Odds are you’ll have to wait in line for a table at Puckett’s Grocery & Restaurant, but it’s worth the wait. Popular with tourists and locals, Puckett’s serves breakfast, lunch and dinner with a focus on classic dishes like pancakes, omelets, burgers, shrimp po’boys, barbecue, catfish and Southern fried chicken. Founded in the 1950s as a country store, today it’s more restaurant than grocery—though shelves stocked with staples outline the dining space—and also boasts a stage to showcase emerging talent. Roll up your sleeves to eat and don’t worry about keeping your elbows off the table: This is a casual, friendly place that treats guests like family.
2800 Opryland Dr.
Been awhile since you’ve felt spoiled? This fine dining restaurant at Gaylord Opryland will solve the problem. Order a classic cocktail while you settle back with the menu. Overwhelmed by the mouthwatering possibilities? Start with artisan cheeses and cured meats from the antipasti menu and trust the sommelier to make selections and recommend pairings for you. Then order whatever your server suggests; if two specials sound too good to resist, either order both or flip a coin. You really can’t go wrong. From fresh seafood to rustic pasta—we’re suckers for the spaghetti Bolognese—all the authentic flavors will convince your taste buds that you’ve landed in Southern Italy. Save room for dessert; if you can’t eat it now, take it to go for later enjoyment, like a souvenir.
2800 Opryland Dr.
This Mexican restaurant at Gaylord Opryland was originally more upscale and creative, but Chef Paulina Suarez retailored the menu in response to customer requests for something more laid back. The focus is now on Mexican classics like tacos with grilled or slow-cooked fillings, enchiladas, burritos and fajitas. Guacamole is made fresh with each order. You’ll feel as if you’ve been magically transported south-of-the-border while savoring Latin flavors and sipping a margarita in the lush Garden Conservatory Atrium. Solario is open for dinner only, perhaps since you shouldn’t really have a margarita for breakfast or during work hours.
The Southern Steak & Oyster
150 3rd Avenue South
Prepare to fall in love. Yes, you may well tumble head-over-heels for your server, who’s probably an aspiring musician just earning a living ‘til hitting it big. But we’re talking about the restaurant itself and, of course, the food. The vibe in this space is so inviting and relaxed you may consider it a second home. And the food, well, you’d be a cold-hearted muse for a sad ballad if you don’t appreciate the flavor as well as the thoughtfulness behind each creation. Executive Chef Matt Farley takes the green philosophy to heart, featuring locally grown produce as much as possible, sustainable seafood, and direct-sourced beef. That’s not all: The restaurant is on the street level of Nashville’s first LEED certified high-rise, so reduce/reuse/recycle is a way of life, the appliances are high-efficiency and the wood-fired grill is powered by tornado-salvaged hickory wood, among other things you won’t notice like earth-friendly cleaning solutions. The menus showcase local flavors with an eclectic mix of influences. We crave the bleu cheese biscuits with steak and horseradish; the ‘Bless Your Heart’ salad with hearts of palm, artichokes, roasted beets, goat cheese and balsamic herb vinaigrette; fish ‘n grits; and fried chicken with white cheddar mac ‘n cheese, greens and gravy. But we’re also looking forward to heading back and trying more.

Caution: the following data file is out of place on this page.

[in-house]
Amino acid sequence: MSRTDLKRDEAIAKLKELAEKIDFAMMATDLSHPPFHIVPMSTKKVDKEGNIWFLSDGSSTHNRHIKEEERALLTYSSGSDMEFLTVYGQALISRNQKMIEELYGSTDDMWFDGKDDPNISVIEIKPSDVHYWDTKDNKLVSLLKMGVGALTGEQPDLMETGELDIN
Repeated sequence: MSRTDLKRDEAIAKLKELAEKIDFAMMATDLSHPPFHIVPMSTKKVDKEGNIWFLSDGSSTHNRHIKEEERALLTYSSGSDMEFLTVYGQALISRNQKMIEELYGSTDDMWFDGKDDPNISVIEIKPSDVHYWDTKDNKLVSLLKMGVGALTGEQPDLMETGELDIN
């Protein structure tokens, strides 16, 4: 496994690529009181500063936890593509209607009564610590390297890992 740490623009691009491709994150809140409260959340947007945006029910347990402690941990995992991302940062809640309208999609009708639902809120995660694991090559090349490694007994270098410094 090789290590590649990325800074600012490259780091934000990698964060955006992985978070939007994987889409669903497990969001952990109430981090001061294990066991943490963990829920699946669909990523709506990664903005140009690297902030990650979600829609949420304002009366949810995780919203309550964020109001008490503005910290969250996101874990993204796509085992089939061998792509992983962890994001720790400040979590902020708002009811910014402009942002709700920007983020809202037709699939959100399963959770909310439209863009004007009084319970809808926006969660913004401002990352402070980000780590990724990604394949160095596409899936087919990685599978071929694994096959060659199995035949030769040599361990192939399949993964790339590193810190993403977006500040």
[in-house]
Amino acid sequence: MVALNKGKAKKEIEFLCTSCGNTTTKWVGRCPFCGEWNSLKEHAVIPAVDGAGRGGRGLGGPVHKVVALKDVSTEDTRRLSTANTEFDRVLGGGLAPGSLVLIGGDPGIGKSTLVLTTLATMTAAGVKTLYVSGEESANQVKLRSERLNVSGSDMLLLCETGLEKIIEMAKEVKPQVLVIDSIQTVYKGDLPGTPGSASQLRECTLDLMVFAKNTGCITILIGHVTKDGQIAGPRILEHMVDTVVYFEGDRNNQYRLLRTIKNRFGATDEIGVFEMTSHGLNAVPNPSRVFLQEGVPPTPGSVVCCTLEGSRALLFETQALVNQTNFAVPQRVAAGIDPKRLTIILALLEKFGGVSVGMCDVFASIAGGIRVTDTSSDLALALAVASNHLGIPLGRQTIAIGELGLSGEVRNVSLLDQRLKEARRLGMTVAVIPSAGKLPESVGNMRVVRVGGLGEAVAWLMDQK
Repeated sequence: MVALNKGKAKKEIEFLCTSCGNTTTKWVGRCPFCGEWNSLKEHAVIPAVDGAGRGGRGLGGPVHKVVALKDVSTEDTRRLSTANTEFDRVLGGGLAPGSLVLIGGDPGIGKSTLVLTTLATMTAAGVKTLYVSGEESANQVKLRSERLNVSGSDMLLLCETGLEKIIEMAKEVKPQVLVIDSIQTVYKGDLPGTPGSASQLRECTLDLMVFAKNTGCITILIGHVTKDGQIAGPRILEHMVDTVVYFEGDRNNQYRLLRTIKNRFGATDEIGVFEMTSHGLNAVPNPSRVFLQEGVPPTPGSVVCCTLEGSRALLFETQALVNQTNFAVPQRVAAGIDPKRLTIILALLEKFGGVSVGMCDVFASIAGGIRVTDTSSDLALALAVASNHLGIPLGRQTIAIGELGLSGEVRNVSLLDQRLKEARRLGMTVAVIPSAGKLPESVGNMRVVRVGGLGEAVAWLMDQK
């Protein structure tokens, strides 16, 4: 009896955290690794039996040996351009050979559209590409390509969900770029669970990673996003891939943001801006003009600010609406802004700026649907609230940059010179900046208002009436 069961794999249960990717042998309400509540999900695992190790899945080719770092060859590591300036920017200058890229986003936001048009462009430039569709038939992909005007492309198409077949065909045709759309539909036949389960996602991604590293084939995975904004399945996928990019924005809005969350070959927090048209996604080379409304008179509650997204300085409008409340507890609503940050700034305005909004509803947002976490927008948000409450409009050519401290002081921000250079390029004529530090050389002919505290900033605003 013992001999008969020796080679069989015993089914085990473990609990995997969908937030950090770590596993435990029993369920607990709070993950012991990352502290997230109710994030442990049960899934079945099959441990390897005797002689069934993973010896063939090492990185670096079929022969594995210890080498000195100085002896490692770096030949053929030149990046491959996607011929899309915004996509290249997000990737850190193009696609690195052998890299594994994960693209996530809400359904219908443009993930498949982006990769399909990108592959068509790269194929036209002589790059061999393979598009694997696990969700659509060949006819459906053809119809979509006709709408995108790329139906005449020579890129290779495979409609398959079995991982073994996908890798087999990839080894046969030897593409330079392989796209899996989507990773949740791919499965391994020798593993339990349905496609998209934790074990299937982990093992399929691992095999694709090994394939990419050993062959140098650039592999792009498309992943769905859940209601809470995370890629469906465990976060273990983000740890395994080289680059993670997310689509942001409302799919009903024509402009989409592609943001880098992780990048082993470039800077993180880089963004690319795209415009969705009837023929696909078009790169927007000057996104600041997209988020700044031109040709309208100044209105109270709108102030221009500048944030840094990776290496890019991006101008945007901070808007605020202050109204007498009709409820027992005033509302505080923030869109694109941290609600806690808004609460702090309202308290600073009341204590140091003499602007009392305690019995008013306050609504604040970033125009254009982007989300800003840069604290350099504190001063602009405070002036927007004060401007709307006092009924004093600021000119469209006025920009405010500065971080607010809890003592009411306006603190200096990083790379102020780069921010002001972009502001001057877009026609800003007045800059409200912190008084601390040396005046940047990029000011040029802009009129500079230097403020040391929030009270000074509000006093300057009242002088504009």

-Photo Credits: couple, Solario © Gaylord Opryland Resort & Convention Center; Puckett’s © Tennessee Department of Tourist Development; Cascades, Ravello © HSP Media LLC.
Featured products, services and/or travel arrangements may have been complimentary in part or in full; this affords the research opportunity but does not sway opinion.